How to Help Your Child With Fine Motor Skills

Reviewed by Dan Brennan, MD on March 04, 2021

As your child develops, he will learn both fine and gross motor skills. Fine motor skills utilize the small muscle groups in the wrists, hands, and fingers, while gross motor skills animate arms, legs, and larger muscle groups. Fine motor skills help your child complete more intricate tasks like eating, drawing, getting dressed, and writing. Studies show that well-developed fine motor skills in young children contribute to success in kindergarten and beyond. Fortunately, there are several methods you can use to help your child with fine motor skills. 

Types of Fine Motor Skill Milestones

While every child develops at their own pace, there is a general progression that many children follow as they develop. Common fine motor skill milestones include:

  • Six months. By six months of age, many children can roll over and bring items to their mouths.
  • Nine months. By the time your child is nine months old, they may be able to sit on their own, use a pincer grasp, and point with their finger.
  • Twelve months. Around one year of age, many children can help when getting dressed by offering their arm or leg. They may also make gestures, place things in a cup, and hit surfaces.
  • Eighteen months. By eighteen months, some children can walk, clearly point, scribble, and feed themselves with a child-safe spoon or fork. 
  • Two years. At two years of age, many children can point to specific items in a book, stack blocks, and throw items.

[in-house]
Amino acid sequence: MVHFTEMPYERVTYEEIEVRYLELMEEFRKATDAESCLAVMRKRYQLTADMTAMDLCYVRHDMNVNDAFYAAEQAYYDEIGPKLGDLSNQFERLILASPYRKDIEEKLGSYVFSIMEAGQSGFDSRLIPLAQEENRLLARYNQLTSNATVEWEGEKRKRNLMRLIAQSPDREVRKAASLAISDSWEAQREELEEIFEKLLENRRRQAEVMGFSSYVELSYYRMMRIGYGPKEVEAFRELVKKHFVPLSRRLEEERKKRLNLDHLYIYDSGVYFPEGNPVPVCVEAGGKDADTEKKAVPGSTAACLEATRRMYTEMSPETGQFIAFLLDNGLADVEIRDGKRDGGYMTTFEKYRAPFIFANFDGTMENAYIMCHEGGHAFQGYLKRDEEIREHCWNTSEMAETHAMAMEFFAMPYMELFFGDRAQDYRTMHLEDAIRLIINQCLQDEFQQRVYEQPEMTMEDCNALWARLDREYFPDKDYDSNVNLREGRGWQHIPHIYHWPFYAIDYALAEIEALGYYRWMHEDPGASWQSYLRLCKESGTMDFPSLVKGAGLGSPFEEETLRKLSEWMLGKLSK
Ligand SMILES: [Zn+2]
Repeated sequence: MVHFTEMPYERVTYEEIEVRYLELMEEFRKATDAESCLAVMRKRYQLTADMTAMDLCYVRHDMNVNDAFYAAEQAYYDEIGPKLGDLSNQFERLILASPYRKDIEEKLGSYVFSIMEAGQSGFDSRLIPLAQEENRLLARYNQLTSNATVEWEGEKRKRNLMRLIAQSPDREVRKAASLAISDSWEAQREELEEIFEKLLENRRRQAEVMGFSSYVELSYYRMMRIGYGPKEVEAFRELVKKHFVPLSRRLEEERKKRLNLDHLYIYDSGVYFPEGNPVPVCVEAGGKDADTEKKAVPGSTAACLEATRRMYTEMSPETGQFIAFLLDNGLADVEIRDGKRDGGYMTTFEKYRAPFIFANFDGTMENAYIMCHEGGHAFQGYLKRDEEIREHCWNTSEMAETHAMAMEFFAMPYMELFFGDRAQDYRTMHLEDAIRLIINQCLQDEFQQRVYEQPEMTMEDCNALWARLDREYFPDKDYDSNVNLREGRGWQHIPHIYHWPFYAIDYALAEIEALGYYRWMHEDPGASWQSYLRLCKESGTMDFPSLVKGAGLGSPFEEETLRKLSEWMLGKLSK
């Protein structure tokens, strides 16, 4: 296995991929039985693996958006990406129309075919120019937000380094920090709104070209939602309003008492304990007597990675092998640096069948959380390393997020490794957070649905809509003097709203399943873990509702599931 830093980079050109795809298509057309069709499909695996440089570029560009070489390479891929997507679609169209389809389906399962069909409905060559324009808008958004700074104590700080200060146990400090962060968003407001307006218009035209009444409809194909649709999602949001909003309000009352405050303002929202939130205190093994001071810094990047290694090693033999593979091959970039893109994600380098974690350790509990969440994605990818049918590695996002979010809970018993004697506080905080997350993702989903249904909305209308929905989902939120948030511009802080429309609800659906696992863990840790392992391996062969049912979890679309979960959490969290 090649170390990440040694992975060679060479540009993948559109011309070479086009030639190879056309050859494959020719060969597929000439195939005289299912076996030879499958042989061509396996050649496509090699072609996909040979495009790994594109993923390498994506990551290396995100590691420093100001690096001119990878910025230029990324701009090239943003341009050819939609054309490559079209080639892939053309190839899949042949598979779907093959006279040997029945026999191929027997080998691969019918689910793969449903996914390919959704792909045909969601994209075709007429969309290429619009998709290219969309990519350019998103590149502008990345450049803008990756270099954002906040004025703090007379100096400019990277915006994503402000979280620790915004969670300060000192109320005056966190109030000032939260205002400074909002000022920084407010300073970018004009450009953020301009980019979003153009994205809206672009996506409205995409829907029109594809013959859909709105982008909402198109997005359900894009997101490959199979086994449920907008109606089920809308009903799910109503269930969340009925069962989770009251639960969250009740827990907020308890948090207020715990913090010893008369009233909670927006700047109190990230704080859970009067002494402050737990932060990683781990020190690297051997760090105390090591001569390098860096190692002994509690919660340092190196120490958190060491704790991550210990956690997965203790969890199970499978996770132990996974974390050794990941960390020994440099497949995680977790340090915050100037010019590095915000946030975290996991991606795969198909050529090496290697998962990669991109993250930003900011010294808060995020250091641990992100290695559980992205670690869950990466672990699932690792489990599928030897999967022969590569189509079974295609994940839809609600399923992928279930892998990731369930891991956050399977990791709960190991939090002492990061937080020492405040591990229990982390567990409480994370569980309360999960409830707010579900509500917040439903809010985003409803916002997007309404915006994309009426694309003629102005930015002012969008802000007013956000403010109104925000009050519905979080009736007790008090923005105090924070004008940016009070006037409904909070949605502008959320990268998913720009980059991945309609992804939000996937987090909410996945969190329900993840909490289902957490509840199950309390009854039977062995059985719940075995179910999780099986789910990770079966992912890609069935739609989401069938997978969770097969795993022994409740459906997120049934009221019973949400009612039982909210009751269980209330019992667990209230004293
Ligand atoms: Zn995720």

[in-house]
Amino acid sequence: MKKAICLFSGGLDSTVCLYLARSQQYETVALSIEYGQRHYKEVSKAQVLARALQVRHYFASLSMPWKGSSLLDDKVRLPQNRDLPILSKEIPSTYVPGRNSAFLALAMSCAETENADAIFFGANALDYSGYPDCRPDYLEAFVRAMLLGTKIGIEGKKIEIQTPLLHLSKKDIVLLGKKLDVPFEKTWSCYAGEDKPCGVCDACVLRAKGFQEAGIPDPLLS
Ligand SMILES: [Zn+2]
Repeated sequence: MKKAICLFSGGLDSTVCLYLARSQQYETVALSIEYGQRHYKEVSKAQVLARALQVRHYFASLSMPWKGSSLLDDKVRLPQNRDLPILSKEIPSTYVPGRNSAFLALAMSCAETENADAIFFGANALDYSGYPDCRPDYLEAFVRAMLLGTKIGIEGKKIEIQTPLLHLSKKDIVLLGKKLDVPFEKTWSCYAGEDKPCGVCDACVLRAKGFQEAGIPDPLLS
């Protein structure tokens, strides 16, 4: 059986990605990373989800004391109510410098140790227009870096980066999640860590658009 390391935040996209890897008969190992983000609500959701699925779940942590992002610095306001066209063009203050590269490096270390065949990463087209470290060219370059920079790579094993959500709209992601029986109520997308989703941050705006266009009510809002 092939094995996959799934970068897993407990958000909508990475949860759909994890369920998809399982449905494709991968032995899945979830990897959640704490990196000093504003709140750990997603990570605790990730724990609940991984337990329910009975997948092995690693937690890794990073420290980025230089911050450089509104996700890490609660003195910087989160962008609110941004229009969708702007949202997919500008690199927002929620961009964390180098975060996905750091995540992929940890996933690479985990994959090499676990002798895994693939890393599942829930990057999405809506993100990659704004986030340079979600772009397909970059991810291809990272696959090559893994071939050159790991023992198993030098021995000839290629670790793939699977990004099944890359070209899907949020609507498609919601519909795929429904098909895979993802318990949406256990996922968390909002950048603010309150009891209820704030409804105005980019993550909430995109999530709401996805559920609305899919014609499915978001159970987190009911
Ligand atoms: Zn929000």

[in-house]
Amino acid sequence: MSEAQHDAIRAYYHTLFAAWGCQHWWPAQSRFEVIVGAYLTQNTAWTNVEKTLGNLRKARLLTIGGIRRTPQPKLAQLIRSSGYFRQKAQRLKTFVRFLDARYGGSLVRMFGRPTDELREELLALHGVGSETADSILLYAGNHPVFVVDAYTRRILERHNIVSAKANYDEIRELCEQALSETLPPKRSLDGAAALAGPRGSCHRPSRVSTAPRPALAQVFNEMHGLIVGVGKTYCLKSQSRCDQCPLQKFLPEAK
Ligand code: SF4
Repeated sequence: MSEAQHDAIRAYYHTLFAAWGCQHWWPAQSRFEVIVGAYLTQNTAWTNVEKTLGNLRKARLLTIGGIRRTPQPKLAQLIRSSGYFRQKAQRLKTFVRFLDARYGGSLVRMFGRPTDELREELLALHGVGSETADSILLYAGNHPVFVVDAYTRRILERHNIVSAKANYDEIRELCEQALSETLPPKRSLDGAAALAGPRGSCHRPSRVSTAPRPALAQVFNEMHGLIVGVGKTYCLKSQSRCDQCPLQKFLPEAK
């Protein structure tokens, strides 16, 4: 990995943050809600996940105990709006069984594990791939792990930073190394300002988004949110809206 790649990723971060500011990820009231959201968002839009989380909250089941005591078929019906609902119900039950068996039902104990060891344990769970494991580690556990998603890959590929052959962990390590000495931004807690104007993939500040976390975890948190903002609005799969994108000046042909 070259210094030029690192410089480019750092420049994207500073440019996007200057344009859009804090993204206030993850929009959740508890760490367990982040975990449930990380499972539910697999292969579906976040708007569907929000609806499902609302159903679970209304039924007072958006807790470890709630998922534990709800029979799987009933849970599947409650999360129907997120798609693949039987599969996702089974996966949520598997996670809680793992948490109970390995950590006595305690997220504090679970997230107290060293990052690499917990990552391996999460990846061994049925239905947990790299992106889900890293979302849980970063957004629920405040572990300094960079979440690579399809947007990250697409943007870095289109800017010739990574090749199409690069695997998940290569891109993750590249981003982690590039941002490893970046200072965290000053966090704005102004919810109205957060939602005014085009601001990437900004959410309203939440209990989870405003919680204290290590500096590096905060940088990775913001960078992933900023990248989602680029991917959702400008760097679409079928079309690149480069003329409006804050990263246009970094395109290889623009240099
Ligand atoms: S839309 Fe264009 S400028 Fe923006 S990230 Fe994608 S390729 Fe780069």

• Three years. At three, many children can dress and undress themselves, stack blocks, turn pages, push buttons, and turn knobs. 
  • Four years. By age four, many children can cut with scissors and draw a person with a few details.  
  • Five years. At age five, children can draw more detailed people and write some letters and numbers. 

Helping Your Child With Fine Motor Skills

Children gain fine motor skills at their own pace. Your baby may start stacking blocks months earlier or later than his cohorts. Don’t worry if your child seems to be developing at a different pace than other children his age.

While children naturally develop fine motor skills as they grow and learn, there are activities you can do with your child to help them with their fine motor skills, including:

Encouraging Movement

Research shows that children who engage in more physical activity at school and at home show improvements in fine motor skills. To help your child get moving:

  • Dance along. Encourage your child to dance along with their favorite cartoon or find a dance video designed for young children. Dance video games have been shown to help preschool-age children build their fine motor skills. 
  • Copy-cat games. Play a copy-cat game with your child. Point to different body parts or make shapes with your hands and arms, then have them mimic your movement. 
  • Hopscotch. Set up a game of hopscotch for your child. Switching from one foot to two can help your child build important motor skills and coordination.
  • "Simon Says." Playing “Simon Says” is a great way to encourage your child to mimic your movement and challenge their fine motor skills in a playful format. 

Drawing or Painting

Studies suggest that drawing and painting can be an indicator of a child’s fine motor skill development. To help your child build fine motor skills through art:

  • Finger paint. The tactile experience of finger painting has been shown to help children strengthen their fine motor skills. Finger painting encourages your child to explore different ways of using their fingers and hands. 
  • Give them crayons and coloring books. Similar to finger painting, coloring with your child challenges them to practice new finer motor skills by learning how to grasp their crayon and find the right coloring motion. As your child develops new skills, they will learn how to color inside the lines and draw new shapes.